“The Resistance Banker”
Slow and Tense
Directed by Joram Lursen, “The Resistance Banker” is the real-life account of Walraven van Hall (Barry Atsma), a Dutch banker who defrauded the Germans of millions, which he then funneled to the Dutch Resistance. He is helped by his brother Gijs (Jacob Derwig).
Being set in the Nazi-occupied Netherlands, we see regular citizens trying to live their lives under German heel something we have not seen much of in the past. The film is propelled by gritty realism and an authentic recreation of a Nazi occupied country making this an impressive film.
We follow the Van Halls as the two set out to try to slow the German war machine by siphoning money out of the bank and to the resistance. Things are not that simple and what we have is a methodically paced game of cat and mouse as the Resistance tries to stop the Nazis as they learn what they’re doing. They must try to remain undetected and checking if there are any spies in their midst.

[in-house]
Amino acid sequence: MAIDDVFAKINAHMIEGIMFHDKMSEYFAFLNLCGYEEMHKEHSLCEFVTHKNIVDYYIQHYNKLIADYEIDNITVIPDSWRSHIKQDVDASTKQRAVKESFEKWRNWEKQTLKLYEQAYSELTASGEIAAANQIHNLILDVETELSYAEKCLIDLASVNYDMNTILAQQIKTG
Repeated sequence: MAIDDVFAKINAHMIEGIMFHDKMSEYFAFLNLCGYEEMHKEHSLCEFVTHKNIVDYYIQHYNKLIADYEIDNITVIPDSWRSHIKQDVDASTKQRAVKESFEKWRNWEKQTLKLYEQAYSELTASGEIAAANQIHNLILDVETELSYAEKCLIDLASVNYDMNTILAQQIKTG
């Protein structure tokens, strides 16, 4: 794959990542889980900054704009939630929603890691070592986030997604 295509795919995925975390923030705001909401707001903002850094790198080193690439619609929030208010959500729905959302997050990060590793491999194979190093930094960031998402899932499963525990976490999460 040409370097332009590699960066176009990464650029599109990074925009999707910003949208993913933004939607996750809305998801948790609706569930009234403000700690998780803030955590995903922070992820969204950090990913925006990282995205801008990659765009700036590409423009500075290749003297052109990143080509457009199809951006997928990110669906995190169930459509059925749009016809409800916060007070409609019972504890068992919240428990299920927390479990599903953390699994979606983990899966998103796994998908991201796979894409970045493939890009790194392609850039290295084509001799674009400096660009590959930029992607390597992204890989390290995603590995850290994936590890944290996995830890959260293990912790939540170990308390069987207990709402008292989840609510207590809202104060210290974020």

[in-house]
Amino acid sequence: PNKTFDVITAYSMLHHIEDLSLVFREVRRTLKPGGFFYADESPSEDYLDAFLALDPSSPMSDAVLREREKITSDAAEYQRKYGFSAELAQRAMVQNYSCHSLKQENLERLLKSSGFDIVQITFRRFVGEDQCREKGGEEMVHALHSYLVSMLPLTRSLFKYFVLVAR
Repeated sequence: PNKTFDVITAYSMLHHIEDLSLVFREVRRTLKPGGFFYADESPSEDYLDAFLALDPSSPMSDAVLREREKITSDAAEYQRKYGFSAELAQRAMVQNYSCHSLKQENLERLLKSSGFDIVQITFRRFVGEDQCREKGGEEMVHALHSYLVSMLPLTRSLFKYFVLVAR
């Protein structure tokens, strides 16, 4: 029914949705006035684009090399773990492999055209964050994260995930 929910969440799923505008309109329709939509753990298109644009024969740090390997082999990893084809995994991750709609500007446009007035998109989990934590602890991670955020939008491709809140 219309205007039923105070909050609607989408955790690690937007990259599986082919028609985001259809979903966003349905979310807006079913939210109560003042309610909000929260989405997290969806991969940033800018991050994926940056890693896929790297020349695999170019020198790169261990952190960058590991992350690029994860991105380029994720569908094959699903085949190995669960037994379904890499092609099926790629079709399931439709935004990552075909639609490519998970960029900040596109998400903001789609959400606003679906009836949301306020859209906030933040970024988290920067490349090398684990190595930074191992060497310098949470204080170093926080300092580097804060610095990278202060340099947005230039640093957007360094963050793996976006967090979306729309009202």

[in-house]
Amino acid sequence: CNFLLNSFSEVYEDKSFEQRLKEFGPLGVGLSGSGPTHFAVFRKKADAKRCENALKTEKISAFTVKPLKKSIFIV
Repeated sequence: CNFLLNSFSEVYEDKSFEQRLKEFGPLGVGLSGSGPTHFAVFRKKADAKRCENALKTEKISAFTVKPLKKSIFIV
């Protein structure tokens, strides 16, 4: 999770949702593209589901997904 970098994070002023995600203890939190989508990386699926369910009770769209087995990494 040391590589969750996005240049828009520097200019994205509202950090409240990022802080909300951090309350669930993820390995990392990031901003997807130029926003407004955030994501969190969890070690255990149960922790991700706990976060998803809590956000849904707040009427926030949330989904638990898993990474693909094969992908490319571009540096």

The film is told entirely in Dutch but I understand that in the United States, the film is dubbed. “The Resistance Banker” is gripping thriller but it assumes a bit more familiarity with the story than is probably reasonable, yet it’s still a competently made and interesting World War II drama.
The film is too slow in the beginning and the construction of the underground bank by Wally and Gijs is a little too easy. This does not build the tension and sense of risk that we would expect but it all picks up in the second half. The growing Resistance needs more money and the brothers have to procure from somewhere. The increasingly suspicious Nazis come to realize exactly how that Resistance is being financed. There is a grand scheme to exchange promissory notes for counterfeits benefiting most from the built-up excitement about what is going on. Perhaps if there was a bit more energy and not as many tense moments, the film would fare better but at any rate, I found it totally engrossing.